Even though it seemed exceedingly unlikely, I wanted to see what a world in which the future could shape the past looked like. Alasdair Wilkins in io9:
Washington University St. Louis physicist Ramanath Cowsik and his team have come up with what is quite possibly an impossible problem for these faster-than-light neutrinos to overcome. Instead of focusing on the neutrinos themselves, Cowsik looked at the other subatomic particles in the experiment that were smashed together to create the neutrinos.
Here's how the OPERA experiment worked: Protons were shot towards a stationary object, which produced a pulse of particles known as pions. These are low-mass subatomic particles that are composed of a pair of quarks. (For more on pions, check out our particle physics field guide.) These pions were magnetically forced through a long tunnel, and there they decayed into neutrinos and muons, which are like a more massive cousin of electrons.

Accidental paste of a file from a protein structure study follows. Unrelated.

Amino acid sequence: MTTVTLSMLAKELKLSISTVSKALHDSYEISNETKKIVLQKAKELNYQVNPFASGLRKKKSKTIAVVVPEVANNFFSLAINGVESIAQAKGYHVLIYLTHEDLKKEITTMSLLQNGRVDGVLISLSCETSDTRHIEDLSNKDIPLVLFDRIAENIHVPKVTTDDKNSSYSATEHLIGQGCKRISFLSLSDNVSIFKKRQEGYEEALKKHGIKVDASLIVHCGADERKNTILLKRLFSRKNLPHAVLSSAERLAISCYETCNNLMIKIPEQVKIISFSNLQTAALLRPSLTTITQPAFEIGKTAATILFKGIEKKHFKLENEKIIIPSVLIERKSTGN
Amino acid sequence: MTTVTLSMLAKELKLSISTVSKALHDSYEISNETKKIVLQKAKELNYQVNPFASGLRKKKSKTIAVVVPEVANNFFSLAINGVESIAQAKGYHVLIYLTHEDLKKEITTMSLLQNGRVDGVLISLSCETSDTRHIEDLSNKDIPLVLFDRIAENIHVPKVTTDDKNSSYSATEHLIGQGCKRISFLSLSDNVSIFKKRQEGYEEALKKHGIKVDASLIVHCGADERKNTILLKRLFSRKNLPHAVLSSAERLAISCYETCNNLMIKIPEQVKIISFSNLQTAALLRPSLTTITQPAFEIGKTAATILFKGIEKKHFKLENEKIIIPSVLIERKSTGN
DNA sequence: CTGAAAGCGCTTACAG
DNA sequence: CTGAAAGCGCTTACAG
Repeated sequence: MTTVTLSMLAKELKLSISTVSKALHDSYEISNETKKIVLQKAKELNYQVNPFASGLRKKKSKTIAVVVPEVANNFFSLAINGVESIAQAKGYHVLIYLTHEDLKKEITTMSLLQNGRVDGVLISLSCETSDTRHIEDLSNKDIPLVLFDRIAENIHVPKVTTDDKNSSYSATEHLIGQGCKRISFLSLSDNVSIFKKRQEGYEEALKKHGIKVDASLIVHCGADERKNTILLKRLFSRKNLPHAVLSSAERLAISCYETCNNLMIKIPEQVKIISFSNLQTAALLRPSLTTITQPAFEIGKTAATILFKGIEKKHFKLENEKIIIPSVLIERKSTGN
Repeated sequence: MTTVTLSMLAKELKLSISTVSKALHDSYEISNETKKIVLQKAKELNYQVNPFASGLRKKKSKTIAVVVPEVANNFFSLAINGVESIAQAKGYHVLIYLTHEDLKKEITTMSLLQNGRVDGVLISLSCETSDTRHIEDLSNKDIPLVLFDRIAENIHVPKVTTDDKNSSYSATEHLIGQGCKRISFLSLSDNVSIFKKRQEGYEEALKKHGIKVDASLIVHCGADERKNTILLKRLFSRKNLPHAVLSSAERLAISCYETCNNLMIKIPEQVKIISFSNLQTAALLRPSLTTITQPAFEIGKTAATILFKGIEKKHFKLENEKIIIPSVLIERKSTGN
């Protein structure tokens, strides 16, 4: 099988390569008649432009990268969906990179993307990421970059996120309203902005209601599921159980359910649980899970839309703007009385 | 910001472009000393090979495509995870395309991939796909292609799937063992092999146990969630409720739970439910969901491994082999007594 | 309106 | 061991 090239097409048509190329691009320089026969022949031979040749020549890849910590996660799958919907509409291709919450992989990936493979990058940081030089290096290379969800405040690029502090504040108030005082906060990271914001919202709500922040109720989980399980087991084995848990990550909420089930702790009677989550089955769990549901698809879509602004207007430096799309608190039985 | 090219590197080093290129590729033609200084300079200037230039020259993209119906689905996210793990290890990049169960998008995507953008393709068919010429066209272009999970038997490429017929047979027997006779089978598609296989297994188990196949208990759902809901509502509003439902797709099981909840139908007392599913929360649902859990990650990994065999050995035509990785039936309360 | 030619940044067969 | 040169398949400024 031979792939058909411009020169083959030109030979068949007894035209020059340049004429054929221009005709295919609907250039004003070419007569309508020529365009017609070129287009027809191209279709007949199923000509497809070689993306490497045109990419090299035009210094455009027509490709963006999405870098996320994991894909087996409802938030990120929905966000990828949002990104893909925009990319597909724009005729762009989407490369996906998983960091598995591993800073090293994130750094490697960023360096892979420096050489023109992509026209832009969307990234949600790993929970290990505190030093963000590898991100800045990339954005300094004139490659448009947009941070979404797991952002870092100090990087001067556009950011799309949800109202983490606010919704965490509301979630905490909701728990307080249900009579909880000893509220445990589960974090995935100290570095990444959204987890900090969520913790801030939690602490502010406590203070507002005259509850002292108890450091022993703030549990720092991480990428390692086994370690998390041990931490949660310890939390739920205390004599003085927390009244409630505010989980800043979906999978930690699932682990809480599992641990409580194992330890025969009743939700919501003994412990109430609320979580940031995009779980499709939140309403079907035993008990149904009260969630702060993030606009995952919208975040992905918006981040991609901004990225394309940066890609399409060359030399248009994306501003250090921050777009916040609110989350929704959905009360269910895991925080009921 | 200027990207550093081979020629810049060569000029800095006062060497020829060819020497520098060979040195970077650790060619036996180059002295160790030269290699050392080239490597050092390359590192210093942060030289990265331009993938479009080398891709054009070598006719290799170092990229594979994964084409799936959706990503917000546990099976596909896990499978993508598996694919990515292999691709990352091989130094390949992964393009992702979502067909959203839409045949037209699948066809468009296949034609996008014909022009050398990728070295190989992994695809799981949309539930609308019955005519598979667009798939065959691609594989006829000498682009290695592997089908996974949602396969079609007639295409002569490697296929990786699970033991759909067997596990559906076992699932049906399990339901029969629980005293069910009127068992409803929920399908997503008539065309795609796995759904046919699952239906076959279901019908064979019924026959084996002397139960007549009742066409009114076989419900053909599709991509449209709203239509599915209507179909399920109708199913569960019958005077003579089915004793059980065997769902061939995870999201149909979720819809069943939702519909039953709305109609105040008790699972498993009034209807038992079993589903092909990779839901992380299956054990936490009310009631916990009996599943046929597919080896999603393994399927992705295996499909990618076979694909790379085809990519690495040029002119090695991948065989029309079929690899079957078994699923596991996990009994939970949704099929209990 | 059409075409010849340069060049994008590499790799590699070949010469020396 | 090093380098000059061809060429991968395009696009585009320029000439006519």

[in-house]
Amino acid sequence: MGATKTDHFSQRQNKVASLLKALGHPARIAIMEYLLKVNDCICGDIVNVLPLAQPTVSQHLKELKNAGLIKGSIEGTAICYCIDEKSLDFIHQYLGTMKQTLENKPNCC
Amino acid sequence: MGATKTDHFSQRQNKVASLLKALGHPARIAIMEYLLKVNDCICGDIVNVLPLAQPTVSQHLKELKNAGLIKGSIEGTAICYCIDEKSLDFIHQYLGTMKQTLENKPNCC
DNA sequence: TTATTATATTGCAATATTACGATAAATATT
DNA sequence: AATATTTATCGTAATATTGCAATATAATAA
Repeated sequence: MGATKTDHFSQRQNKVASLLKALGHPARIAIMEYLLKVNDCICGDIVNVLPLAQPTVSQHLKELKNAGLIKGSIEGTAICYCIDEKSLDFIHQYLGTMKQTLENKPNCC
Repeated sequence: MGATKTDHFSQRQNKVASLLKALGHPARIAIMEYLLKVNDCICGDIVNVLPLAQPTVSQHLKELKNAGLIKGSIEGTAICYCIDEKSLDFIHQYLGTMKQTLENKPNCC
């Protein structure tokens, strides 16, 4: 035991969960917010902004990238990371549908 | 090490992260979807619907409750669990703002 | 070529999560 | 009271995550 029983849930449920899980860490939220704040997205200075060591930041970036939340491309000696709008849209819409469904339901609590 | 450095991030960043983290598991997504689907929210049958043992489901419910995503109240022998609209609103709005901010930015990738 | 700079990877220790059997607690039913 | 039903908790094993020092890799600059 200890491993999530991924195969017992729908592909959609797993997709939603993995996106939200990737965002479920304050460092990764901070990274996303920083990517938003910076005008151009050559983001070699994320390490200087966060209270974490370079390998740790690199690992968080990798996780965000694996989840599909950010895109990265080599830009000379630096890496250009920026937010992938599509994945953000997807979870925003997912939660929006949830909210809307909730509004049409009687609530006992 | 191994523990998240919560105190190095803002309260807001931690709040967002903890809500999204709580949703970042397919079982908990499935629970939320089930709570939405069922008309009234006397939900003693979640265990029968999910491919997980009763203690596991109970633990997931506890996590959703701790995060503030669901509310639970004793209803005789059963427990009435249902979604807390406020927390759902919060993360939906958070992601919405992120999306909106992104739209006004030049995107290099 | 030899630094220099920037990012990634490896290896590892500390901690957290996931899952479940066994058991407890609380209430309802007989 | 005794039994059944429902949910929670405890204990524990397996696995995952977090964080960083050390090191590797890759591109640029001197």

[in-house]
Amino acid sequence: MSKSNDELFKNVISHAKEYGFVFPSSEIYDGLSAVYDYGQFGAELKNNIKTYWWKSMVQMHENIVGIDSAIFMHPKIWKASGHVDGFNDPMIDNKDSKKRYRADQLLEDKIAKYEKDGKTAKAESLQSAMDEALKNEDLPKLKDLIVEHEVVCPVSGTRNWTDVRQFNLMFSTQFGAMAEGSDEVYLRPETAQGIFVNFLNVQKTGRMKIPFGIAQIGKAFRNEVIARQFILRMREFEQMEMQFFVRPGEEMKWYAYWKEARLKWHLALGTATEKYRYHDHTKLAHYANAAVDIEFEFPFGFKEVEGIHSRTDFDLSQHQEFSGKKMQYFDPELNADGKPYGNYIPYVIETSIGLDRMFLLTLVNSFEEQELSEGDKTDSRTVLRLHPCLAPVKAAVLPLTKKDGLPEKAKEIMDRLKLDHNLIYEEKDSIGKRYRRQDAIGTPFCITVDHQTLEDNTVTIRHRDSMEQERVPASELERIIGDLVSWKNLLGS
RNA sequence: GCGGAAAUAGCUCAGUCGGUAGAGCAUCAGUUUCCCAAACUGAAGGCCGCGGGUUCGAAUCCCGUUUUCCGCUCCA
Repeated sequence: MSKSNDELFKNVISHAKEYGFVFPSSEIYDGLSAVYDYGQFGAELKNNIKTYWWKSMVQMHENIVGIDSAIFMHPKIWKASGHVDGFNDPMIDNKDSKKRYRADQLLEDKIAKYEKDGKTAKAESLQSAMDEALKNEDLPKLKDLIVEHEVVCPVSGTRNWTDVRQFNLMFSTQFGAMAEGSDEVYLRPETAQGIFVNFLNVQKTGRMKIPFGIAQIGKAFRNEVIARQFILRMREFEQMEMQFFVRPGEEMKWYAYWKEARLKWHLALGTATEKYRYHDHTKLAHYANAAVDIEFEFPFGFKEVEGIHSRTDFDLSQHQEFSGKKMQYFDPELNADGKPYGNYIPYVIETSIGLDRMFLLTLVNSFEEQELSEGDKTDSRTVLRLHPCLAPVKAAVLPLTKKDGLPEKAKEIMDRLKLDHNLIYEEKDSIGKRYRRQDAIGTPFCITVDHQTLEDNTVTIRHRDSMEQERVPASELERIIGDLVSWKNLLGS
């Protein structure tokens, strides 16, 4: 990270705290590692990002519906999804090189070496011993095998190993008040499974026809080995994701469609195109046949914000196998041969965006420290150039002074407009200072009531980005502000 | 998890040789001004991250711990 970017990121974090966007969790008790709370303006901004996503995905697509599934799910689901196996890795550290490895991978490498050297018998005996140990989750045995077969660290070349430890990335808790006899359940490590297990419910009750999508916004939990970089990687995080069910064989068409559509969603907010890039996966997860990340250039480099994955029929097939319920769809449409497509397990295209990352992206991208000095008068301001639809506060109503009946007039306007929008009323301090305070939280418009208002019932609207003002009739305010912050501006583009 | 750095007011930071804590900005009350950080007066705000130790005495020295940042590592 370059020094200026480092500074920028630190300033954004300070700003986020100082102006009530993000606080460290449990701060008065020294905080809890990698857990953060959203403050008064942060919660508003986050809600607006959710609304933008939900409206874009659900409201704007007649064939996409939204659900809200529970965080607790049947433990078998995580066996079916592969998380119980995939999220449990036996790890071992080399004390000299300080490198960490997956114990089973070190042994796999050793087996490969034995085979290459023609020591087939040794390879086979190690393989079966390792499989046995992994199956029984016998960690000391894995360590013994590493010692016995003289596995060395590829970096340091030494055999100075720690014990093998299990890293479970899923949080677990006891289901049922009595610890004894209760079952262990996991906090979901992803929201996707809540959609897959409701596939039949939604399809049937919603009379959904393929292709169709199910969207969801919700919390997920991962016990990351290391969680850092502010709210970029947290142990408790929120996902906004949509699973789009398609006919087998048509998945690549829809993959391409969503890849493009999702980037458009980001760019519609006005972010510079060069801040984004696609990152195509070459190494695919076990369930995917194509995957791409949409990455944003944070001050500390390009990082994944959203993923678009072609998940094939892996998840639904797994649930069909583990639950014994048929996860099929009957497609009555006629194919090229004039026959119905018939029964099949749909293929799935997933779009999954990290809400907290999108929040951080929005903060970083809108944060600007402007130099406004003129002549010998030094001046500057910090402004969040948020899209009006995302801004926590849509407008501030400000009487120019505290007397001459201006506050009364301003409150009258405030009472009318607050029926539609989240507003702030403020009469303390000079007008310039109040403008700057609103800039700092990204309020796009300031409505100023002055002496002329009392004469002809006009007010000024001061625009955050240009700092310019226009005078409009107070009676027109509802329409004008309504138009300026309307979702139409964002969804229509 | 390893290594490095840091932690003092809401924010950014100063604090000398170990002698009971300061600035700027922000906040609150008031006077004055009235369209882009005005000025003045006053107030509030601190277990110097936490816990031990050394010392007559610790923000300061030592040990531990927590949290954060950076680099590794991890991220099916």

When the particles reached the end of the tunnel, the muons smashed into the wall and came to a stop, but the extremely light neutrinos slipped right through and made their way to Gran Sasso, a journey they seemingly completed 60 nanoseconds too quickly.
The problem, from a theoretical perspective, is how to fit the pions into this story. To reach superluminal speeds, the neutrinos must have possessed extreme amounts of energy. The law of conservation of energy and momentum demands that that energy came from somewhere — specifically, the pions. But Cowsik calculated that if pions were to have enough energy to create faster-than-light neutrinos, then their lifetimes would also increase.